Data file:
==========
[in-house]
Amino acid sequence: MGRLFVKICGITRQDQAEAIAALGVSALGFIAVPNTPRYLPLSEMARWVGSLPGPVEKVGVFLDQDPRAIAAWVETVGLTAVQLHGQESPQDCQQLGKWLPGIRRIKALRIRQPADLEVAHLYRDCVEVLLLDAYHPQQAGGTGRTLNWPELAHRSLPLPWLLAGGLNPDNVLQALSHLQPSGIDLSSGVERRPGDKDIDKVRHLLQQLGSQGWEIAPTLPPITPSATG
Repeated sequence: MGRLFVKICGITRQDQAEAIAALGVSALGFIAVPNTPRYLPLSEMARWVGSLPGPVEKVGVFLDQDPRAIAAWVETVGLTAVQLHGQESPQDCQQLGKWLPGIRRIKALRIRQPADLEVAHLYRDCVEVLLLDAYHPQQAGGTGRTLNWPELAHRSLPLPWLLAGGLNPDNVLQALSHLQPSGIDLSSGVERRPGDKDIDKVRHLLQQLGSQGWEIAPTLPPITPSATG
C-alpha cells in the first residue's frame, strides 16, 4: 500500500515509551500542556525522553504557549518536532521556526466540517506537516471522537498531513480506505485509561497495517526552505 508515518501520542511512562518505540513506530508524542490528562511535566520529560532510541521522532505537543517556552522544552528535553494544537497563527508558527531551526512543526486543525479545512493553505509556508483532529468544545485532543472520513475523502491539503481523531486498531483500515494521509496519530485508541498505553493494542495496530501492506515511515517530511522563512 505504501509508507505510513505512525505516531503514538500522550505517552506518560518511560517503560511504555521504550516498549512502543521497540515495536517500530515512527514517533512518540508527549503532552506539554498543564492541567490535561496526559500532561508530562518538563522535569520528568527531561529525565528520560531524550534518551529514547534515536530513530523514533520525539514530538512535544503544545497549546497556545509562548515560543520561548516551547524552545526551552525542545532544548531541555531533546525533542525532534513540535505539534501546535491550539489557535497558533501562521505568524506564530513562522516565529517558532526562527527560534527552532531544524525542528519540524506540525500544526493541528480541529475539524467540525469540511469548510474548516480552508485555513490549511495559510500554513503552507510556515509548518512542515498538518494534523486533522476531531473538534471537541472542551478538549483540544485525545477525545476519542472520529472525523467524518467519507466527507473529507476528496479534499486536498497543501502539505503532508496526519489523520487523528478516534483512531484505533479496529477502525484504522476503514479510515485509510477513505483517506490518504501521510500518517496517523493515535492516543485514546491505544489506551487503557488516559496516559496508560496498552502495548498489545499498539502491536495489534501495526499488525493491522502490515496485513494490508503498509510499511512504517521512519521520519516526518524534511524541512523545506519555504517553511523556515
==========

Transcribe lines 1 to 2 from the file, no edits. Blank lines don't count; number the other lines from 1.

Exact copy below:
[in-house]
Amino acid sequence: MGRLFVKICGITRQDQAEAIAALGVSALGFIAVPNTPRYLPLSEMARWVGSLPGPVEKVGVFLDQDPRAIAAWVETVGLTAVQLHGQESPQDCQQLGKWLPGIRRIKALRIRQPADLEVAHLYRDCVEVLLLDAYHPQQAGGTGRTLNWPELAHRSLPLPWLLAGGLNPDNVLQALSHLQPSGIDLSSGVERRPGDKDIDKVRHLLQQLGSQGWEIAPTLPPITPSATG